As media and information have evolved, exciting social media content now makes as many or more quality impressions as tournament headlines.

We’re now seeing clever anglers capitalize on this. Making it work depends on regular, quality material. Here are a few tips, should you decide to go this route.

1) Practice your delivery – Pick out videos that you enjoy and notice how the subject delivers them. Usually it’s three or four key points and a quick recap. Each section has a few cut-aways to illustrate what’s being described. Try on your own, ask for critiques from friends and family, and listen to the recommendations. Often, it’s hard to judge yourself.

2) Invest in quality gear, but don’t worry about the nerds – You DO need a quality camera and a GoPro or two, but you DON’T need something that looks like it belongs in Star Wars. Leave the crazy set-ups to the extreme-sports junkies. Heck, a bunch of content used by the fishing industry is shot on I-Phones; you’ll be a hero with a decent rig capable of shooting 4K video in decent lighting. Equally important is knowing how to use your cameras and always keying on focus. Remember that word.

Much of your work can be self-shot, but having an extra set of hands is invaluable. An angler with a similar mindset makes a great business partner as you each work in your specialty. Notice how many fishing content builders work in pairs.

3) It’s all in the editing – You’ll need to shell out a few bucks for a capable computer and subscription or two to editing programs. Lightroom rules for photographers, video editing is a toss-up between Premier and Final Cut Pro. Regardless, spend the time it takes to learn how to edit your own content. YouTube tutorials are everywhere, just approach it like a class. Don’t be in a hurry, and plan to spend several hours a day, several days a week editing at first. And, when in doubt, edit photos less and video more.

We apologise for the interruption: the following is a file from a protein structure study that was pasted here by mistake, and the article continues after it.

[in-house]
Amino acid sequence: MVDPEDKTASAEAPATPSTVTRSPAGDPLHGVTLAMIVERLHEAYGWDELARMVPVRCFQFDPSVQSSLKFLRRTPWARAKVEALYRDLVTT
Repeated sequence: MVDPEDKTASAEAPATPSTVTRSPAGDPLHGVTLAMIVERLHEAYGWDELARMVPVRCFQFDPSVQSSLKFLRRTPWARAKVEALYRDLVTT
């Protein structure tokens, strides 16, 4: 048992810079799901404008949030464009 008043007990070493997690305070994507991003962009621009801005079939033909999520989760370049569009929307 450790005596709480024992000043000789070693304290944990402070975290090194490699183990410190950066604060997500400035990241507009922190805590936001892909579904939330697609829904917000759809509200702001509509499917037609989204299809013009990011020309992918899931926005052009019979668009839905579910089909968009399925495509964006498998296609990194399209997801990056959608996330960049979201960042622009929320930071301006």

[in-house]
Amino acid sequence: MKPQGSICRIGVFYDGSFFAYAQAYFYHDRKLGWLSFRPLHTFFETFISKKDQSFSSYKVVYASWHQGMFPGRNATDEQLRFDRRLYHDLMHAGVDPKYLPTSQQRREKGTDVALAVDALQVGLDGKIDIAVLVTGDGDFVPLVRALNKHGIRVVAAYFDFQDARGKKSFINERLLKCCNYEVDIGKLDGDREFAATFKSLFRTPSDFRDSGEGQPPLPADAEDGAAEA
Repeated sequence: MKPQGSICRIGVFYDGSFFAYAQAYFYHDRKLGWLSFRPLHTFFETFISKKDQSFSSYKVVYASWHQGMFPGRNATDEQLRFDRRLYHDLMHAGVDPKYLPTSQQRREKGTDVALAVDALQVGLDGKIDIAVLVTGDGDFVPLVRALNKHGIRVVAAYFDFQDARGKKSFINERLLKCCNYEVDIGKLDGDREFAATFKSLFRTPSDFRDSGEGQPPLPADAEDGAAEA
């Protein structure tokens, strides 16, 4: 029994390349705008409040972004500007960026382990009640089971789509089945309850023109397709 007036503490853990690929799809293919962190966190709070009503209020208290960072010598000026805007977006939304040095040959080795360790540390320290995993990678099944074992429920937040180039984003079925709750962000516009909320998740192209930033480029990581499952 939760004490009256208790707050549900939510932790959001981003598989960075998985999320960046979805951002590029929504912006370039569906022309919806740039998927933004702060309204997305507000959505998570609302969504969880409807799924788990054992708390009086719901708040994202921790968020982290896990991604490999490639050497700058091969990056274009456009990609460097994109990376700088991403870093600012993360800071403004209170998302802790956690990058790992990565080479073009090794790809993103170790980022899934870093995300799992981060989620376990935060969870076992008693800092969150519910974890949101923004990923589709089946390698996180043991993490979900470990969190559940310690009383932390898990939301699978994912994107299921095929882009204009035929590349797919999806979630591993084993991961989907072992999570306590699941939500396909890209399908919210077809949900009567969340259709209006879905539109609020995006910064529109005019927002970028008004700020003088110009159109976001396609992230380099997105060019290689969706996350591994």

4.) Post regularly, and keep track – Don’t assume that industry partners or sponsors are out there checking up on your reach, they’re not. They’re checking up on their own. Always take time to update anyone in your circle of your work, and keep a running log of your posting practices and performance. While you may not kill it in terms of views or likes at first, building takes time and regularity in your approach. And quality still reigns supreme over quantity, even with social media.

So there’s an opening crash course on making it in today’s world of fishing, without the need to purchase a six-figure bass boat or travel across the country. Media has changed vastly in the last two decades, leaving more ways than ever to get your share. Think outside the box, because the box itself is always expanding. Nowhere does it say you can’t.

(Joe Balog is the often-outspoken owner of Millennium Promotions, Inc., an agency operating in the fishing and hunting industries. A former Bassmaster Open and EverStart Championship winner, he's best known for his big-water innovations and hardcore fishing style. He's a popular seminar speaker, product designer and author, and is considered one of the most influential smallmouth fishermen of modern times.)